Karsh Kale Remixed

Karsh Kale is one of the brighter names in the desi electronica scene today. If State of Bengal, Badmash and Shri, Talvin Singh, Nitin Sawhney, Niraj Chag, M.I.A and so on comprise the British invasion (they are all UK based - it's not for nothing that it started off being called the UK-Asian Underground!), Karsh represents one of the very few prominent US faces of the Asian Massive. His latest album, Broken English, is a dizzying melange of the music of New York City, reflecting the bhangra of Jackson Heights, hip hop of the projects, alt rock of Greenwich Village and myriad other influences, all underpinned by his Indian classical training. The opening track, Manifest, is a statement of intent, effortlessly packing rap, Hindusthani vocals, synth atmospherics and bhangra into a propulsive dancefloor stomper. It's easily one of the best tracks on the album.

So, when Manifest was selected as the target of a remix contest at Acid Planet, it didn't come as much of a surprise. The idea is simple: Acid Planet provides the basic elements of the song i.e. a number of audio loops. Budding producers and DJs then utilize the samples to come up with their own mix which they then upload back to the site. The entries can then be rated and commented upon. The results vary wildly, both in style and quality. Half the fun is scrolling through the contest entries to hear how the same set of sounds inspired such a different array of results. The contest and the site is also very web 2.0 - mashups, user powered content, user ratings, online social communities and such.

Just pause for a minute to consider the implications of all this. In effect, we are taking a track that blends various influences from all over the world, deconstructing it down to its various components, and, by making it globally available in lego form, scattering the strands to all corners of the world. The seeds germinate and sprout, using whatever new cultural fertilizer is available, into new songs which echo the root track yet reflect the new milieu that nourished it into existence. The prodigal sons then return to their parents. This process of deconstruction and reconstitution could continue indefinitely - my head hurts just thinking about it. Yet, it is also a metaphor for the themes of globalization, migration, and travel in the original album. Of course, everyone has their own reasons for submitting. For example, Kaushik M writes:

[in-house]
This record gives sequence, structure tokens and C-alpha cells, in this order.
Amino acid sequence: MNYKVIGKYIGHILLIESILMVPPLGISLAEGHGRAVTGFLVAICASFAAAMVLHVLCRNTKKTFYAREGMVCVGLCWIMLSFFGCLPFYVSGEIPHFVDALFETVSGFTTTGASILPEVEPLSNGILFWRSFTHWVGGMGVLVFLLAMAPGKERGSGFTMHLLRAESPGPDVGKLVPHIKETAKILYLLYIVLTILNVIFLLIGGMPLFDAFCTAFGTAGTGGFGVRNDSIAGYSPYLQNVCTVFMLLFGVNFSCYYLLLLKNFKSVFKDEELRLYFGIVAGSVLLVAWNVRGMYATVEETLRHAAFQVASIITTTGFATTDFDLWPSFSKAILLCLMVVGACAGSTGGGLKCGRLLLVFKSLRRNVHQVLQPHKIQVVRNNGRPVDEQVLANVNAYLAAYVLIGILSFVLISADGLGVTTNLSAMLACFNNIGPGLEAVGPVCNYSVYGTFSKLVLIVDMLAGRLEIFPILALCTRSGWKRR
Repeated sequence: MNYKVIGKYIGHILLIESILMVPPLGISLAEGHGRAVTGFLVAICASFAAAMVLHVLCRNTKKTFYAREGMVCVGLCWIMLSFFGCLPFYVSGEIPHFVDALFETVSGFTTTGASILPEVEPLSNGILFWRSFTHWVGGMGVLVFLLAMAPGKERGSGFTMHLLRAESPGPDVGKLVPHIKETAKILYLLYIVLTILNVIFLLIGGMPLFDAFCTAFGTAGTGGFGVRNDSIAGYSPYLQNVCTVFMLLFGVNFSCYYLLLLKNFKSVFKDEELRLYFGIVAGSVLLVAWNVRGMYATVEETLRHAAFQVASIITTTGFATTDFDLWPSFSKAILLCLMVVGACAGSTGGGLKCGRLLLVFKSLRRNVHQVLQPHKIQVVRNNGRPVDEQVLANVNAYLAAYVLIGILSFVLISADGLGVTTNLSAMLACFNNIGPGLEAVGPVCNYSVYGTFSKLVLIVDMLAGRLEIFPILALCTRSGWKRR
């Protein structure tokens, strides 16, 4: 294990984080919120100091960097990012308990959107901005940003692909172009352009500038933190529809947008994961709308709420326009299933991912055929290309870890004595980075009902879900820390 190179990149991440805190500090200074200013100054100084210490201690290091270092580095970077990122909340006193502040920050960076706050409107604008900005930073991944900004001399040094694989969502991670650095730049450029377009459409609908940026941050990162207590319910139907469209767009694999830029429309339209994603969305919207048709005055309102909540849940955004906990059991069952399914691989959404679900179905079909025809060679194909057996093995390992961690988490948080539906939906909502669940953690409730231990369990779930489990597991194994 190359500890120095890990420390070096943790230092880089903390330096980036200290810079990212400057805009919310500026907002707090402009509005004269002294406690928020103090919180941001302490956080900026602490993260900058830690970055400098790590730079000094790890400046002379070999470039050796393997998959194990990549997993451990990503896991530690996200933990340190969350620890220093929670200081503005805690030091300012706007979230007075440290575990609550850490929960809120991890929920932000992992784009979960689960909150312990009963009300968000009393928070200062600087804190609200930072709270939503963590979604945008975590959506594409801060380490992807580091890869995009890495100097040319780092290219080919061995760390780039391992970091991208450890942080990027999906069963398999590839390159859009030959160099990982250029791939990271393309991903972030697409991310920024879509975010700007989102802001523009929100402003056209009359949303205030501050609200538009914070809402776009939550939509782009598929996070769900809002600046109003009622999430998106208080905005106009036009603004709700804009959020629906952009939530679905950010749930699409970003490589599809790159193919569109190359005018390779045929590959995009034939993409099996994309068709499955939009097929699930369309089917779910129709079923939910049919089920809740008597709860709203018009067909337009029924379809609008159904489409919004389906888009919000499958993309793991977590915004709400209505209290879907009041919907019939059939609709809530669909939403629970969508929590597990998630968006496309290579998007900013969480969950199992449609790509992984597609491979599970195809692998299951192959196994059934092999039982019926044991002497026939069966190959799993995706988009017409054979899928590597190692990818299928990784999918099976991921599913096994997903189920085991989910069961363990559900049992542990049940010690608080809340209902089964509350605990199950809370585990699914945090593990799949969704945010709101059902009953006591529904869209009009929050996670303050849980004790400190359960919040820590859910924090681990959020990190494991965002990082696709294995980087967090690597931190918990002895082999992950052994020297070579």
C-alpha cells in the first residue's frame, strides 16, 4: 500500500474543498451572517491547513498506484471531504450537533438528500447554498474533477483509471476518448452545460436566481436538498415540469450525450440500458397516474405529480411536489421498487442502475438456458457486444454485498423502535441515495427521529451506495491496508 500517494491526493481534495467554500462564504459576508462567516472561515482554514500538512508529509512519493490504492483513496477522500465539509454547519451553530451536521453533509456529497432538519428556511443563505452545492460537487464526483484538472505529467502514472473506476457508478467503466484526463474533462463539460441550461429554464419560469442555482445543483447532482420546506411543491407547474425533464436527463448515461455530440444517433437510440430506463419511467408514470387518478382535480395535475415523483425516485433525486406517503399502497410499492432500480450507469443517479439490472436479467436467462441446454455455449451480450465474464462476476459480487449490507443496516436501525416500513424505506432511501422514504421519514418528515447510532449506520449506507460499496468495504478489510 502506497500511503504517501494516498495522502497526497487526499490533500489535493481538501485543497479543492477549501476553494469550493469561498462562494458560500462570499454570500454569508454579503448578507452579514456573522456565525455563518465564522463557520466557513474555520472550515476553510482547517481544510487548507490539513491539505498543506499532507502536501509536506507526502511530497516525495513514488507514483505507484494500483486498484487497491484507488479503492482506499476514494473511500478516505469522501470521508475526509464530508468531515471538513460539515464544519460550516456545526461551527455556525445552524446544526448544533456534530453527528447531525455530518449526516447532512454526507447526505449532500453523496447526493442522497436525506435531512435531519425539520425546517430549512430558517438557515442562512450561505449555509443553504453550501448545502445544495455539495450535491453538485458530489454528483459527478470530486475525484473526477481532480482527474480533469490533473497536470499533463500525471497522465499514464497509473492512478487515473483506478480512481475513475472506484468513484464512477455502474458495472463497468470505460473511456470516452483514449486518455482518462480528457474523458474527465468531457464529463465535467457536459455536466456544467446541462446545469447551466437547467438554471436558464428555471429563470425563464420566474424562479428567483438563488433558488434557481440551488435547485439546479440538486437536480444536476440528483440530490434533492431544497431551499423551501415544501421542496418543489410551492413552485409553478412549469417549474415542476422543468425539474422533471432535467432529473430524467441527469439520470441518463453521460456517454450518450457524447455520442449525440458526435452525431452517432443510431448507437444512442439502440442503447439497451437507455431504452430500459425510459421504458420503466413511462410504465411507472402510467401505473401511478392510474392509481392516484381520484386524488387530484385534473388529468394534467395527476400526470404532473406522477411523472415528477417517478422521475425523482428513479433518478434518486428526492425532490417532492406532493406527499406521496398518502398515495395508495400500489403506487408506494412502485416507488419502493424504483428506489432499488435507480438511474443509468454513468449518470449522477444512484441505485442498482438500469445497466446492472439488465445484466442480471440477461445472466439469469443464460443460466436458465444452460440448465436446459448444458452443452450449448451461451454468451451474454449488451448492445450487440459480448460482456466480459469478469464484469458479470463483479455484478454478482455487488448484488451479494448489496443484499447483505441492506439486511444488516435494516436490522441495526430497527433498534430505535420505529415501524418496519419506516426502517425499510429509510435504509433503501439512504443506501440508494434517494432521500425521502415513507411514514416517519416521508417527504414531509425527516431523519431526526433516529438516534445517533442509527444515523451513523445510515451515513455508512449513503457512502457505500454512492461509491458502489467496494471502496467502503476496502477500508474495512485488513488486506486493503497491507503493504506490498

I like doing remixes. I especially like remix contests, although I have no interest in entering them to win a t-shirt or free software. Instead, remix contests are a great way to get raw working material to inspire me. Using just the vocal track, I like to recreate the entire song into something new. The act of reinventing and reimagining someone else's creation is interesting. It gives me a chance to experiment with different styles, and to get to know my production tools better. It also keeps my musical skills sharp, especially after long quiet periods when I don't have much time to work on music.

All of this theorizing is useless if the new mixes are crap or if no one contributes. Fortunately, this particular contest inspired nearly 200 entries from all over the world! I went through and picked some that I thought to be particularly interesting. Once again, they are presented below, in the embedded Flash mp3 player. The original is streamed here, BTW. The styles range from dark electro (Sharaab) to minimalist groove (Kaushik M of Oishani Music) to deep house. Enjoy!

PS - Hat tip to Tablatronic for pointing out the contest. I'm still looking for the samplepack myself - if some kind soul could e-mail it to me, I'd be grateful.

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- September 1, 2006 10:28 PM // Music